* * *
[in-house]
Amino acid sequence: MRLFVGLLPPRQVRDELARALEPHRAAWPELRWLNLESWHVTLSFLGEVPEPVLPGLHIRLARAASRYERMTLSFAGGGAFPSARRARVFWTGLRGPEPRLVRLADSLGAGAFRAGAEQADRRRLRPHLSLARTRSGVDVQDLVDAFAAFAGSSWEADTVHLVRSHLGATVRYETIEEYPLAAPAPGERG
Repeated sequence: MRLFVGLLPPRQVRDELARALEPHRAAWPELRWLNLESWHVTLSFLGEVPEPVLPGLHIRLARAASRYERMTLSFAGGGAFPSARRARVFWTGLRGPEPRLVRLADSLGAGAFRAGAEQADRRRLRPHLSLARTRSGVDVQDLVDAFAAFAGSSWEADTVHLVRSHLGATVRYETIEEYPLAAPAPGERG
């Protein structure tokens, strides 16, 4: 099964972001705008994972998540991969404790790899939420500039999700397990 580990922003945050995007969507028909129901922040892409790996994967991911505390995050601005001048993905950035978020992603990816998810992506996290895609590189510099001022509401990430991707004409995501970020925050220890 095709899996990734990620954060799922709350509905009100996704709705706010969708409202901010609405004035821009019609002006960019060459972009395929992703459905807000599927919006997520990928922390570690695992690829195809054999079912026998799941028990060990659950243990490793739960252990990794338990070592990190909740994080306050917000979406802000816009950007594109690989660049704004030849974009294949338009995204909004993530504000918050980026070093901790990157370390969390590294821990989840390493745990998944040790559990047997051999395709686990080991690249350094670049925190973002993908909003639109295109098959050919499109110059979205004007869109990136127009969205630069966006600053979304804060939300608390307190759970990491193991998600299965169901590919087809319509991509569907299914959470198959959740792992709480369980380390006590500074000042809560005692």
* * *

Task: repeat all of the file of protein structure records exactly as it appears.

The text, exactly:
[in-house]
Amino acid sequence: MRLFVGLLPPRQVRDELARALEPHRAAWPELRWLNLESWHVTLSFLGEVPEPVLPGLHIRLARAASRYERMTLSFAGGGAFPSARRARVFWTGLRGPEPRLVRLADSLGAGAFRAGAEQADRRRLRPHLSLARTRSGVDVQDLVDAFAAFAGSSWEADTVHLVRSHLGATVRYETIEEYPLAAPAPGERG
Repeated sequence: MRLFVGLLPPRQVRDELARALEPHRAAWPELRWLNLESWHVTLSFLGEVPEPVLPGLHIRLARAASRYERMTLSFAGGGAFPSARRARVFWTGLRGPEPRLVRLADSLGAGAFRAGAEQADRRRLRPHLSLARTRSGVDVQDLVDAFAAFAGSSWEADTVHLVRSHLGATVRYETIEEYPLAAPAPGERG
């Protein structure tokens, strides 16, 4: 099964972001705008994972998540991969404790790899939420500039999700397990 580990922003945050995007969507028909129901922040892409790996994967991911505390995050601005001048993905950035978020992603990816998810992506996290895609590189510099001022509401990430991707004409995501970020925050220890 095709899996990734990620954060799922709350509905009100996704709705706010969708409202901010609405004035821009019609002006960019060459972009395929992703459905807000599927919006997520990928922390570690695992690829195809054999079912026998799941028990060990659950243990490793739960252990990794338990070592990190909740994080306050917000979406802000816009950007594109690989660049704004030849974009294949338009995204909004993530504000918050980026070093901790990157370390969390590294821990989840390493745990998944040790559990047997051999395709686990080991690249350094670049925190973002993908909003639109295109098959050919499109110059979205004007869109990136127009969205630069966006600053979304804060939300608390307190759970990491193991998600299965169901590919087809319509991509569907299914959470198959959740792992709480369980380390006590500074000042809560005692």